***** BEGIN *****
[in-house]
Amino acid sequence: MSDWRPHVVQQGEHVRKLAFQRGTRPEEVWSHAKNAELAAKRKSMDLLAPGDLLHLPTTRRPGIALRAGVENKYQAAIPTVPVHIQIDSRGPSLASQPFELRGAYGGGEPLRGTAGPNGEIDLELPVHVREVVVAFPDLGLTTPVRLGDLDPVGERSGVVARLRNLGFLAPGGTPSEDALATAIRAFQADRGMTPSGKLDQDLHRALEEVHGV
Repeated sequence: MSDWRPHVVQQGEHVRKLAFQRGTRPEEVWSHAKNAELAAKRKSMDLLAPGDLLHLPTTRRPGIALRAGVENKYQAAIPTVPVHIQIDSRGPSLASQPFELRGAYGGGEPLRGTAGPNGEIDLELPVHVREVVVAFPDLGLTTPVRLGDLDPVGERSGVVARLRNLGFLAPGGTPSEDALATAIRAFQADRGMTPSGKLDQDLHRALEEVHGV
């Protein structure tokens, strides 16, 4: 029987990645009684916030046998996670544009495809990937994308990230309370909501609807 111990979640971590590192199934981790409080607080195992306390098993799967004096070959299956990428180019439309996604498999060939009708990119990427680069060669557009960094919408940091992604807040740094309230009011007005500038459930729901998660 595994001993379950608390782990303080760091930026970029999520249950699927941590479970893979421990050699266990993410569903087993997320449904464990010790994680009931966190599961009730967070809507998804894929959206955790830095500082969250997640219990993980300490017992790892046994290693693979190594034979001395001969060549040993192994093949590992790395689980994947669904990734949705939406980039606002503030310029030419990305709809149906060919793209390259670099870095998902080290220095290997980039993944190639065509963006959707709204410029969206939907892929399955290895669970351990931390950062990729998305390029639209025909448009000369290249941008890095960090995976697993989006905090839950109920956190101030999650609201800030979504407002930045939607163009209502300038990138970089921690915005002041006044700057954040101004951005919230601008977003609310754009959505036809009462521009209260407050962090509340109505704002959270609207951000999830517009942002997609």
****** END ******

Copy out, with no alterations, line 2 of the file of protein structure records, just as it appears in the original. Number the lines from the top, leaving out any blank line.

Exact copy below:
Amino acid sequence: MSDWRPHVVQQGEHVRKLAFQRGTRPEEVWSHAKNAELAAKRKSMDLLAPGDLLHLPTTRRPGIALRAGVENKYQAAIPTVPVHIQIDSRGPSLASQPFELRGAYGGGEPLRGTAGPNGEIDLELPVHVREVVVAFPDLGLTTPVRLGDLDPVGERSGVVARLRNLGFLAPGGTPSEDALATAIRAFQADRGMTPSGKLDQDLHRALEEVHGV